As one of UNESCO’s Masterpieces of the Oral and Intangible Heritage of Humanity, the Oruro Carnival in Bolivia (Carnaval de Oruro) is definitely one for your bucket list. A feast for the eyes, this 2000-year-old religious festival culminates in a parade with over 28,000 dancers, 10,000 musicians, and 400,000 visitors. The best-known dance is the Diablada, or the Danza de los Diablos (Dance of the Devils).
Oruro is an ancient mining town in the altiplano region of Bolivia. Although it was founded in 1606 by the Spanish, the area was already populated by the Aymara and Quechua people.
The region, called Jururu or Uru Uru, was a religious pilgrimage site for the Andean world. Pilgrims visited in order to contact deities called Wak’as. They included the toad, lizard, viper, and condor, some of which continue to play a part in the Oruro carnival festivities.
Origins of the Carnival
As was common during Spanish colonialism, native Hispanic culture and rituals were banned or, as happened with Oruro carnival, were altered to incorporate Catholic saints and other aspects of Christianity.
In the case of Oruro, the apparition of a Virgin Mary in a local silver mine in 1756 added to the Catholic component, and the Oruro carnival has since been held in honor of the Virgin of the Mineshaft, with important aspects of the carnival relating to the location of the mine.
The Diablada is a direct descendent of this amalgamation of the indigenous religion (Wari) and Catholicism.
According to one story, after the Virgin of the Mineshaft was made the patron of the Carnival, the indigenous miners were worried that this would anger their deity Supay and so they chose to honor him, as well. The Catholic priests had called Supay el Diablo, so the miners dressed as devils for the festivities.
Elements of the Diablada
The choreography and costumes of the Oruro Diablada are a mixture of both indigenous Andean religious presentations and Spanish religious theater, and the Diablada is unique in that it is believed to have held onto much of its pre-colonial artistry.
Originally accompanied by musicians playing the siku, the Diablada is now part of a full-on parade with marching bands and orchestras.
Highly stylized, the choreography tells the story of the confrontation between good and evil, as represented by the battle between Saint Michael and the Devil.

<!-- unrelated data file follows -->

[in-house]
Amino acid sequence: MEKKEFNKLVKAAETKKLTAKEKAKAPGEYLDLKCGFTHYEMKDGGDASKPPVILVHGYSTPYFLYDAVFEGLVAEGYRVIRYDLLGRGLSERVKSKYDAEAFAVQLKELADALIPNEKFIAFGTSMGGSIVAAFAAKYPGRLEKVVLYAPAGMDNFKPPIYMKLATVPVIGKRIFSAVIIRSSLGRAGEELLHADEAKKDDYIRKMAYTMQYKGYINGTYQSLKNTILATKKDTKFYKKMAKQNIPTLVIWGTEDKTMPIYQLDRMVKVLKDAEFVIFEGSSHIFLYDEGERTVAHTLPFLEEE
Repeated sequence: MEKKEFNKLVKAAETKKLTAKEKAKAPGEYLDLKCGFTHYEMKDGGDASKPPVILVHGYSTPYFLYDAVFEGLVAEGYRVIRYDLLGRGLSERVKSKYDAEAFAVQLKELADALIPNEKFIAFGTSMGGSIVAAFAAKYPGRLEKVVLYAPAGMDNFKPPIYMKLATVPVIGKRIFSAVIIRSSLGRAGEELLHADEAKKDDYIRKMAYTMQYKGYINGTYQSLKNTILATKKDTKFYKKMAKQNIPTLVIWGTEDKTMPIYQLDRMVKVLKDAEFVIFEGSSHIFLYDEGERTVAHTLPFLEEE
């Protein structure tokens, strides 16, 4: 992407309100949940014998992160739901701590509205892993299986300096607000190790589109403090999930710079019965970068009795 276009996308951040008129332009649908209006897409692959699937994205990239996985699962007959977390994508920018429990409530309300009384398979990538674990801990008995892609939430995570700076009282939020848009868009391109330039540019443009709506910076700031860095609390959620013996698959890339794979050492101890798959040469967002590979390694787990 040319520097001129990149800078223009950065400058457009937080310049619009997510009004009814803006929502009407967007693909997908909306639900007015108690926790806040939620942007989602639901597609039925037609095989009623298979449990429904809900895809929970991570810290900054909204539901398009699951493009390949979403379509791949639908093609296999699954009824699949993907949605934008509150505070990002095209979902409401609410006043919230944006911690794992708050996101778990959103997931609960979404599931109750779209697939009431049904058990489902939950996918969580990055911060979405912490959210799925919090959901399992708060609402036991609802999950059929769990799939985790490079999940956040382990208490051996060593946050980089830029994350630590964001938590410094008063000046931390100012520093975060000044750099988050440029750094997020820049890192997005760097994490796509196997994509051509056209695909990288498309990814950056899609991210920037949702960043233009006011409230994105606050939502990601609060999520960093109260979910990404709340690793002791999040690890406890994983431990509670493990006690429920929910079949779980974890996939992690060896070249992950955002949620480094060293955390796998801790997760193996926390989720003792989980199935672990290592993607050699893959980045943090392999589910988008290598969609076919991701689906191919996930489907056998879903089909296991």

Masked, brightly-colored representations of angels and demons share the stage with the seven deadly sins, personified and eventually defeated. Interestingly, both Lucifer and Satan are represented, as are indigenous religious figures the Condor and the Bear.
The dance itself has the performers moving constantly, forming complicated shaped like spirals, S-shapes, and circles.
Visiting Oruro for Carnaval
Although Carnaval celebrations go on for weeks, the most exciting events begin the Saturday before Ash Wednesday. In most cases hotels and hostels will require you to stay at least 3 nights from Friday to Monday, which will give you the chance to see the highlights of the Carnaval.
How to Get to The Oruro Carnival
A four-hour bus ride from La Paz will get you to Oruro easily, and during Carnaval there will be plenty of departures. You might also consider taking the train from Uyuni to Oruro if you are on an extended tour of Bolivia.
Where to Stay
You will find many different lodging options in Oruro, ranging from hostels with 1 bathroom for 30 people to nice hotels. If you speak good Spanish, you could even get a room in a private home—ads for rooms will show up all over town a few days before the festival, so if you want to arrive early you could check out this option.
In my opinion your best bet would be to book a hotel far in advance to make sure you get something nice. Try to book direct rather than through a tour agency in La Paz as some agencies unfortunately do not always deliver on their promises.
What to See at the Oruro Carnival
Obviously, you must see the Carnaval Oruro with the Diablada! Be sure to reserve yourself a seat along the parade route so you get a good view. Besides the parade, you will want to see the Santuario de Virgen de Socavón, where you will find very interesting museum exhibits on folklore, religion, and mining.
If you have extra time, visit the tiny Zoológico Andino to see Andean animals and then stop next door at the Museo National Antropológico to see a creepy collection of mummies and skulls. Don’t forget to visit the shops along Calle La Paz to pick up your souvenir diablada mask.
If you love Hispanic Carnivals you are going to appreciate Carnival de Oruro. Normally the festivity runs for about 10 days around Ash Wednesday every year. At three hours from the capital La Paz, Oruro is considered the folklore capital of Bolivia and is worth a visit, whether during the carnival or the rest of the year.